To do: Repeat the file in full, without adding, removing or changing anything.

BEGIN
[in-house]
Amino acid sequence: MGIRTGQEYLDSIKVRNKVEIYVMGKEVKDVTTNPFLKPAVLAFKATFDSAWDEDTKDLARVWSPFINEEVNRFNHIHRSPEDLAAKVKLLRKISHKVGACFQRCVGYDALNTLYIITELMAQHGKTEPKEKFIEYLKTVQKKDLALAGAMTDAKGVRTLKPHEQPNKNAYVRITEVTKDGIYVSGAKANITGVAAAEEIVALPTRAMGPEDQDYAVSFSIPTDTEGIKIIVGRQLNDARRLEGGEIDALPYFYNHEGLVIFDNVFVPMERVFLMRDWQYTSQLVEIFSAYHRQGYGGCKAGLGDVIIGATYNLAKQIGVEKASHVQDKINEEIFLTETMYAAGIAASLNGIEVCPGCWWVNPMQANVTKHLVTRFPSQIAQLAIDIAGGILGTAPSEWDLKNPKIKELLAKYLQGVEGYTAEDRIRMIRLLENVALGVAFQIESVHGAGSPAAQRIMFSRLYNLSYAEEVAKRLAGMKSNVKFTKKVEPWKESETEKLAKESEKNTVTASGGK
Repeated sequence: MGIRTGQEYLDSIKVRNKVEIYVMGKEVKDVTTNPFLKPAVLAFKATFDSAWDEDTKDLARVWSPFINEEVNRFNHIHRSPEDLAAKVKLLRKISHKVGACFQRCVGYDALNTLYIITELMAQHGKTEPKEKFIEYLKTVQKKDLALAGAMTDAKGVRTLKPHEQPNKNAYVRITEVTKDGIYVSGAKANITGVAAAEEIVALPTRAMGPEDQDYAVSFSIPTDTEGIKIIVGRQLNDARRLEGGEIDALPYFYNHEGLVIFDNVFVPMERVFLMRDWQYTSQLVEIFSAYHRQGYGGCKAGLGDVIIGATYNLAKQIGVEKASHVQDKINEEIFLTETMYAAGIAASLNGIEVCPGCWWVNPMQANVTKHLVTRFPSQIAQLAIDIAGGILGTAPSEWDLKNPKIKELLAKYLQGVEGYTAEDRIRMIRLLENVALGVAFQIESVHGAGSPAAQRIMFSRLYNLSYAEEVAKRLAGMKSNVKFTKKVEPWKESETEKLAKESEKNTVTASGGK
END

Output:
[in-house]
Amino acid sequence: MGIRTGQEYLDSIKVRNKVEIYVMGKEVKDVTTNPFLKPAVLAFKATFDSAWDEDTKDLARVWSPFINEEVNRFNHIHRSPEDLAAKVKLLRKISHKVGACFQRCVGYDALNTLYIITELMAQHGKTEPKEKFIEYLKTVQKKDLALAGAMTDAKGVRTLKPHEQPNKNAYVRITEVTKDGIYVSGAKANITGVAAAEEIVALPTRAMGPEDQDYAVSFSIPTDTEGIKIIVGRQLNDARRLEGGEIDALPYFYNHEGLVIFDNVFVPMERVFLMRDWQYTSQLVEIFSAYHRQGYGGCKAGLGDVIIGATYNLAKQIGVEKASHVQDKINEEIFLTETMYAAGIAASLNGIEVCPGCWWVNPMQANVTKHLVTRFPSQIAQLAIDIAGGILGTAPSEWDLKNPKIKELLAKYLQGVEGYTAEDRIRMIRLLENVALGVAFQIESVHGAGSPAAQRIMFSRLYNLSYAEEVAKRLAGMKSNVKFTKKVEPWKESETEKLAKESEKNTVTASGGK
Repeated sequence: MGIRTGQEYLDSIKVRNKVEIYVMGKEVKDVTTNPFLKPAVLAFKATFDSAWDEDTKDLARVWSPFINEEVNRFNHIHRSPEDLAAKVKLLRKISHKVGACFQRCVGYDALNTLYIITELMAQHGKTEPKEKFIEYLKTVQKKDLALAGAMTDAKGVRTLKPHEQPNKNAYVRITEVTKDGIYVSGAKANITGVAAAEEIVALPTRAMGPEDQDYAVSFSIPTDTEGIKIIVGRQLNDARRLEGGEIDALPYFYNHEGLVIFDNVFVPMERVFLMRDWQYTSQLVEIFSAYHRQGYGGCKAGLGDVIIGATYNLAKQIGVEKASHVQDKINEEIFLTETMYAAGIAASLNGIEVCPGCWWVNPMQANVTKHLVTRFPSQIAQLAIDIAGGILGTAPSEWDLKNPKIKELLAKYLQGVEGYTAEDRIRMIRLLENVALGVAFQIESVHGAGSPAAQRIMFSRLYNLSYAEEVAKRLAGMKSNVKFTKKVEPWKESETEKLAKESEKNTVTASGGK